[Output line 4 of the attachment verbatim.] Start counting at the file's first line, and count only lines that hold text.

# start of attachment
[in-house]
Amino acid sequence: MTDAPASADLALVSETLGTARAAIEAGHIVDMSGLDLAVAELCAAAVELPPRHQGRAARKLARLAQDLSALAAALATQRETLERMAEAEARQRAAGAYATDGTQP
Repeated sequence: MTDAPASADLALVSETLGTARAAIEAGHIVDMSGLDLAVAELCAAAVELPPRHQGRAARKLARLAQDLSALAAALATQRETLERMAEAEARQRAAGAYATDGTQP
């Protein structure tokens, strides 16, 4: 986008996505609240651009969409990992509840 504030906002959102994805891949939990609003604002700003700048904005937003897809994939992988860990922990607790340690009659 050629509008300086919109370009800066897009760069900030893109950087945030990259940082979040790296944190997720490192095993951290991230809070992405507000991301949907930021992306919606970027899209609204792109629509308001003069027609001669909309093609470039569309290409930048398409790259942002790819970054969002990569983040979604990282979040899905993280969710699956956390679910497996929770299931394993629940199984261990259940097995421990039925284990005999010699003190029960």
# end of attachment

């Protein structure tokens, strides 16, 4: 986008996505609240651009969409990992509840 504030906002959102994805891949939990609003604002700003700048904005937003897809994939992988860990922990607790340690009659 050629509008300086919109370009800066897009760069900030893109950087945030990259940082979040790296944190997720490192095993951290991230809070992405507000991301949907930021992306919606970027899209609204792109629509308001003069027609001669909309093609470039569309290409930048398409790259942002790819970054969002990569983040979604990282979040899905993280969710699956956390679910497996929770299931394993629940199984261990259940097995421990039925284990005999010699003190029960």